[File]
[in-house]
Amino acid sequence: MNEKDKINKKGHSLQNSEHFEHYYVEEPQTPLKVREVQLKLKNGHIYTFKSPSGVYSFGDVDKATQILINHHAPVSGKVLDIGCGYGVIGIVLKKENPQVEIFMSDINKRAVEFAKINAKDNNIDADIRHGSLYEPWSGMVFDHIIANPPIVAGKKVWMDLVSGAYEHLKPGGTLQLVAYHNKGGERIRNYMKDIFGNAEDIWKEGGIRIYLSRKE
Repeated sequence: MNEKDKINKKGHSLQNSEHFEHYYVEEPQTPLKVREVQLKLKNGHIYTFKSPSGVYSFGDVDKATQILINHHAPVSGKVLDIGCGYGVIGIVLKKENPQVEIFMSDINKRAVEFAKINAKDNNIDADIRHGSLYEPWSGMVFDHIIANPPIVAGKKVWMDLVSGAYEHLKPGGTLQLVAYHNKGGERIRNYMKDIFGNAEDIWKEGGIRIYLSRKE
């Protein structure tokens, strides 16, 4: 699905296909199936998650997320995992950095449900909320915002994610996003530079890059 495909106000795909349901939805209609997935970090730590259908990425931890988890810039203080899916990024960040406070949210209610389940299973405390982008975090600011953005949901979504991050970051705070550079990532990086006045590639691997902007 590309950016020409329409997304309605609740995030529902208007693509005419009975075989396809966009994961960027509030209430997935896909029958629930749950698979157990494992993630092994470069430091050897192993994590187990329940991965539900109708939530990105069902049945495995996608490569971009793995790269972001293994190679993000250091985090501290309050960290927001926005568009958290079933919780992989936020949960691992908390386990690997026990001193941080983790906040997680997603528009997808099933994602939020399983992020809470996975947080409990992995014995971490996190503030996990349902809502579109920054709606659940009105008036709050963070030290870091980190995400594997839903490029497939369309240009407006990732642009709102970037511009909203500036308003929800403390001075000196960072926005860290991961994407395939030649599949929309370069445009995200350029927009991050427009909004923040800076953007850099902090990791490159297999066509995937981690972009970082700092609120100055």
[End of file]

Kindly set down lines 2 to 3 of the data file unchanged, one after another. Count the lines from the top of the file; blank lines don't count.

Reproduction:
Amino acid sequence: MNEKDKINKKGHSLQNSEHFEHYYVEEPQTPLKVREVQLKLKNGHIYTFKSPSGVYSFGDVDKATQILINHHAPVSGKVLDIGCGYGVIGIVLKKENPQVEIFMSDINKRAVEFAKINAKDNNIDADIRHGSLYEPWSGMVFDHIIANPPIVAGKKVWMDLVSGAYEHLKPGGTLQLVAYHNKGGERIRNYMKDIFGNAEDIWKEGGIRIYLSRKE
Repeated sequence: MNEKDKINKKGHSLQNSEHFEHYYVEEPQTPLKVREVQLKLKNGHIYTFKSPSGVYSFGDVDKATQILINHHAPVSGKVLDIGCGYGVIGIVLKKENPQVEIFMSDINKRAVEFAKINAKDNNIDADIRHGSLYEPWSGMVFDHIIANPPIVAGKKVWMDLVSGAYEHLKPGGTLQLVAYHNKGGERIRNYMKDIFGNAEDIWKEGGIRIYLSRKE